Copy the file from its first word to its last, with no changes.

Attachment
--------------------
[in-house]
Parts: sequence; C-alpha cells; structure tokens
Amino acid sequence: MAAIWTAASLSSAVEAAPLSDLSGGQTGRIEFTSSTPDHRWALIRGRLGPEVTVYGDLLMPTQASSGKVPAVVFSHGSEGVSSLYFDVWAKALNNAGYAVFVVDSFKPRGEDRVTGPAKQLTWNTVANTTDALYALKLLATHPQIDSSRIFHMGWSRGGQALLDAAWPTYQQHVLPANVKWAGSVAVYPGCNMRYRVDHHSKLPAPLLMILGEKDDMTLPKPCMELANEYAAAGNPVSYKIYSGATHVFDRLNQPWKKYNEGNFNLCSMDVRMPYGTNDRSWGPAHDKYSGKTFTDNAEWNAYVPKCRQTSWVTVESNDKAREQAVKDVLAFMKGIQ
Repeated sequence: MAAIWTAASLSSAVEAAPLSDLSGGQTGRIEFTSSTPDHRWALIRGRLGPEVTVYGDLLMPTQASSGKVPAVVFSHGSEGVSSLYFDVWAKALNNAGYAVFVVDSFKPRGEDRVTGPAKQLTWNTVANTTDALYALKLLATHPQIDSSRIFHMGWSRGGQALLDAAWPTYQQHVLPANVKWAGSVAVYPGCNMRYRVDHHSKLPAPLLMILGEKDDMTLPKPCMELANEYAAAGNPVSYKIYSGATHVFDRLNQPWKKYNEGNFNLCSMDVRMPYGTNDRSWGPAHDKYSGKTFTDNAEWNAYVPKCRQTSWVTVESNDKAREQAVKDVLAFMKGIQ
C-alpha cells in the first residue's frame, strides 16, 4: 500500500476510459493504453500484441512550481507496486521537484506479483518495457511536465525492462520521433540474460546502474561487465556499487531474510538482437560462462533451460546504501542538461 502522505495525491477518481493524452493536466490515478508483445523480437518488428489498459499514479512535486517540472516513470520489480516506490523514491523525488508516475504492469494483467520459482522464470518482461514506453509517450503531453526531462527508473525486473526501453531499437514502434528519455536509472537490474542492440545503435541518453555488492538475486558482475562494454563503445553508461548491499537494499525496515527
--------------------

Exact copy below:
[in-house]
Parts: sequence; C-alpha cells; structure tokens
Amino acid sequence: MAAIWTAASLSSAVEAAPLSDLSGGQTGRIEFTSSTPDHRWALIRGRLGPEVTVYGDLLMPTQASSGKVPAVVFSHGSEGVSSLYFDVWAKALNNAGYAVFVVDSFKPRGEDRVTGPAKQLTWNTVANTTDALYALKLLATHPQIDSSRIFHMGWSRGGQALLDAAWPTYQQHVLPANVKWAGSVAVYPGCNMRYRVDHHSKLPAPLLMILGEKDDMTLPKPCMELANEYAAAGNPVSYKIYSGATHVFDRLNQPWKKYNEGNFNLCSMDVRMPYGTNDRSWGPAHDKYSGKTFTDNAEWNAYVPKCRQTSWVTVESNDKAREQAVKDVLAFMKGIQ
Repeated sequence: MAAIWTAASLSSAVEAAPLSDLSGGQTGRIEFTSSTPDHRWALIRGRLGPEVTVYGDLLMPTQASSGKVPAVVFSHGSEGVSSLYFDVWAKALNNAGYAVFVVDSFKPRGEDRVTGPAKQLTWNTVANTTDALYALKLLATHPQIDSSRIFHMGWSRGGQALLDAAWPTYQQHVLPANVKWAGSVAVYPGCNMRYRVDHHSKLPAPLLMILGEKDDMTLPKPCMELANEYAAAGNPVSYKIYSGATHVFDRLNQPWKKYNEGNFNLCSMDVRMPYGTNDRSWGPAHDKYSGKTFTDNAEWNAYVPKCRQTSWVTVESNDKAREQAVKDVLAFMKGIQ
C-alpha cells in the first residue's frame, strides 16, 4: 500500500476510459493504453500484441512550481507496486521537484506479483518495457511536465525492462520521433540474460546502474561487465556499487531474510538482437560462462533451460546504501542538461 502522505495525491477518481493524452493536466490515478508483445523480437518488428489498459499514479512535486517540472516513470520489480516506490523514491523525488508516475504492469494483467520459482522464470518482461514506453509517450503531453526531462527508473525486473526501453531499437514502434528519455536509472537490474542492440545503435541518453555488492538475486558482475562494454563503445553508461548491499537494499525496515527